Unless Apple are doing the development. Have you ever tried to run Safari on Ubuntu? The only way to do it is to run “Safari for Windows” in an emulator. Which is all kinds of stupid.

        (Before you point out the obvious solution of “Don’t run Safari” I need to test websites in a lot of different browsers but don’t own a Mac).

  13. Anthile says:

    In the shining brightness of PC gaming future there is only waddle.

  14. Paul says:

    Microsoft deserves a nice smackdown for their abhorrent treatment of PC as a gaming platform. Good on THQ, it would be amazing if Linux became viable gaming platform few years down the line, and MS struggled to keep up.

  15. SuperNashwanPower says:

    I have a concern. If Microsoft, via control of XBox, have a huge amount of control over what kind of games get made and what publishers do via licensing agreements, could they insert a clause in their contract that says they are not allowed to produce a Linux port?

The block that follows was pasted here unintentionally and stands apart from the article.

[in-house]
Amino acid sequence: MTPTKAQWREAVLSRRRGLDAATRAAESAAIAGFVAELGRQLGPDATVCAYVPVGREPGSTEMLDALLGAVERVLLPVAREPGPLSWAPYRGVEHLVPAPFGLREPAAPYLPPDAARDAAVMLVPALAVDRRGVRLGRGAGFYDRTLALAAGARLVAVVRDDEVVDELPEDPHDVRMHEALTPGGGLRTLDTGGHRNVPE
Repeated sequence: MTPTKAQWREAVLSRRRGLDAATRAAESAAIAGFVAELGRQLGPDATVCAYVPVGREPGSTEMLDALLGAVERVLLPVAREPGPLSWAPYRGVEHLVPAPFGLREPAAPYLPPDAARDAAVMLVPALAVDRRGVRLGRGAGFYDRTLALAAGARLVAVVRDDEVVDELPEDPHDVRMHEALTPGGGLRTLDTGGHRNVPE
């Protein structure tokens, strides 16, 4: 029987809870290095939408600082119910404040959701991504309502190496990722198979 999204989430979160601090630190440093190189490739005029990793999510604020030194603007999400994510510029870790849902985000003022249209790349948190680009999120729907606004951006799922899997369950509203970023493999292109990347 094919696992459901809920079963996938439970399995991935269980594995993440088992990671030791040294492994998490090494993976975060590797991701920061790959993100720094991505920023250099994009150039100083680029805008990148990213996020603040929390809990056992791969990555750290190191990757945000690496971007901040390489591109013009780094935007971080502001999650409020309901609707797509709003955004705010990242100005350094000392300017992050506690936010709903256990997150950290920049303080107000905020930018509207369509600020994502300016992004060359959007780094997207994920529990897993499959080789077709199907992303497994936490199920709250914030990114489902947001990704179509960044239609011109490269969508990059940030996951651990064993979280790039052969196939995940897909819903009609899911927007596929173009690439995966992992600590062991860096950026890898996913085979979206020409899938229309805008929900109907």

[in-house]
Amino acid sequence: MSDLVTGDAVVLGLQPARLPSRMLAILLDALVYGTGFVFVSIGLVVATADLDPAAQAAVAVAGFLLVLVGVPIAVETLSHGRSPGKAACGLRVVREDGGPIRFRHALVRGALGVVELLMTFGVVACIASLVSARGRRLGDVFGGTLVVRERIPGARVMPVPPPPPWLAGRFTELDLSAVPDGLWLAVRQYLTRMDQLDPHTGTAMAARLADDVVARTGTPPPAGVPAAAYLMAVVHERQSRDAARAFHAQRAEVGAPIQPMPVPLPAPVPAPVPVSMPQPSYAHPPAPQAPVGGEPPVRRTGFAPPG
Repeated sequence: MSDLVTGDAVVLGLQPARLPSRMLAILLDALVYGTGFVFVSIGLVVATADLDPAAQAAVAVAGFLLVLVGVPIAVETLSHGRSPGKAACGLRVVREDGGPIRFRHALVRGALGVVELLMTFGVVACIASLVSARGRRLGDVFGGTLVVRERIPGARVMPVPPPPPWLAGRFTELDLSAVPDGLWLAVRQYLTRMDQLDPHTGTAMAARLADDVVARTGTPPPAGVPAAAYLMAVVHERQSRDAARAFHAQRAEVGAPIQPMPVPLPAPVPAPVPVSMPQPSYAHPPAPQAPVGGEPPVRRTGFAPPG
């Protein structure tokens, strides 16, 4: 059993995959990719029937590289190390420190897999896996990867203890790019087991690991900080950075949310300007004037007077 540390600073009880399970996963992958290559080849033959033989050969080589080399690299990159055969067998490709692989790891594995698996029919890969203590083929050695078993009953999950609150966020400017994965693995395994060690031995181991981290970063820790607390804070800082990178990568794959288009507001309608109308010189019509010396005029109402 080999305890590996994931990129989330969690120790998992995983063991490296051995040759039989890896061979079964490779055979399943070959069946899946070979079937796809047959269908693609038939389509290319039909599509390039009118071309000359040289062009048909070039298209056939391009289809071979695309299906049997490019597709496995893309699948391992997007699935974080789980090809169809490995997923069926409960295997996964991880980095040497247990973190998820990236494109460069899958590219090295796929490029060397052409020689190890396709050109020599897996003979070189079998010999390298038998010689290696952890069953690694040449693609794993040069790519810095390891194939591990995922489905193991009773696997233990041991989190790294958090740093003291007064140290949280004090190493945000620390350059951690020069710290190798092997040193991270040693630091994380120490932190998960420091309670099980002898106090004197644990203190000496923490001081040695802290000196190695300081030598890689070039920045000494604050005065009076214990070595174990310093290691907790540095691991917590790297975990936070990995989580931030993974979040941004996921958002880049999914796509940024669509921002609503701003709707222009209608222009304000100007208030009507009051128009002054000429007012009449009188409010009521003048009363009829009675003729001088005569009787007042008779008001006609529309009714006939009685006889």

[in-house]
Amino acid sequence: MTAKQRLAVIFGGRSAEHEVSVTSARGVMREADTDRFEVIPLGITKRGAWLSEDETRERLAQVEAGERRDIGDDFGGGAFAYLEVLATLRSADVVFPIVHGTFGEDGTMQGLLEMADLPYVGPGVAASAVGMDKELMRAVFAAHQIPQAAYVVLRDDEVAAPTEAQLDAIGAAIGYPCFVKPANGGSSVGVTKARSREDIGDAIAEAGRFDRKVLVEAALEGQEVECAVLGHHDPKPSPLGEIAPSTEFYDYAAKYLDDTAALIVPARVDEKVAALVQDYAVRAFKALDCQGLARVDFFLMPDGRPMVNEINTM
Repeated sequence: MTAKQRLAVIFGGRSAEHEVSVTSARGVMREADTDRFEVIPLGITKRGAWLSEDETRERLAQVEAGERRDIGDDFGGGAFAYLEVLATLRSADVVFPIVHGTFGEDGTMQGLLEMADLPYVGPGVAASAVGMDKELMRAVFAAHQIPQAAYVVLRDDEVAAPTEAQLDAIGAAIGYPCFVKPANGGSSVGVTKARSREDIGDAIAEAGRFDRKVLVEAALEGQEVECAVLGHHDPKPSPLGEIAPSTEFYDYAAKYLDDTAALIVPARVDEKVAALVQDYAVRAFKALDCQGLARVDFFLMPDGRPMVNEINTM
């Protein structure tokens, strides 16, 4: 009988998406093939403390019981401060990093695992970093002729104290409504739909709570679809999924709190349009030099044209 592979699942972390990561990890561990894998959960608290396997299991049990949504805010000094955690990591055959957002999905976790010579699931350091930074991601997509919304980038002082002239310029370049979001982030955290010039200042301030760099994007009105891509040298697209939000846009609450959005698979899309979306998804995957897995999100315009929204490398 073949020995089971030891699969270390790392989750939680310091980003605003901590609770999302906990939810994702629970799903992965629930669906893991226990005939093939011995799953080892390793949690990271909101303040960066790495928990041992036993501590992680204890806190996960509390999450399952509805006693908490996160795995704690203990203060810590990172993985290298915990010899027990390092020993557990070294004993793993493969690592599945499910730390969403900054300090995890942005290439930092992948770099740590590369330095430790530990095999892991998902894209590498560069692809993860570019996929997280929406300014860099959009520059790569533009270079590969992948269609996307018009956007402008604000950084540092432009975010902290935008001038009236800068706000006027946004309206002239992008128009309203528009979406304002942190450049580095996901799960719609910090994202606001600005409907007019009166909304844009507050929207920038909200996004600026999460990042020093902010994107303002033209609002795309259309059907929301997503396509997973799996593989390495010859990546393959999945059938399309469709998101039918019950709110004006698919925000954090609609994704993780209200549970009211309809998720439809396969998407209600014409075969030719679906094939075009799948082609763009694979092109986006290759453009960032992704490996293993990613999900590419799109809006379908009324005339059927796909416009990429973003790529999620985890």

In other words, is it possible microsoft could force games companies to choose between the appealing, warm teat of assured audiences on console / windows, or the wild unknown of a new and under-subscribed platform?

    Even if valve make it their preferred conduit, dont MS have the market so sewn up as to make it near impossible for wholesale movement into linux territory extremely difficult?

    • darkChozo says:

      That would run afoul of any number of anticompetitive laws, particularly if Microsoft ever achieved a pseudo-monopoly in the console space like they have in OSes. They could potentially make it a technical restriction by having the Xbox API be significantly different from everything else, therefore increasing the cost of porting, but that seems like it would cause a lot of problems with developers, not to mention that they could still be hit by anticompetitive litigation.

    • Fazer says:

      Imho the biggest weapon in MS arsenal is their patent portfolio. They can sue Valve for using Linux that infringes on some technology (trivial or not), like they did many times with mobile and navigation companies. It could force Valve to cancel Steam Box or pay huge royalties.

    • InternetBatman says: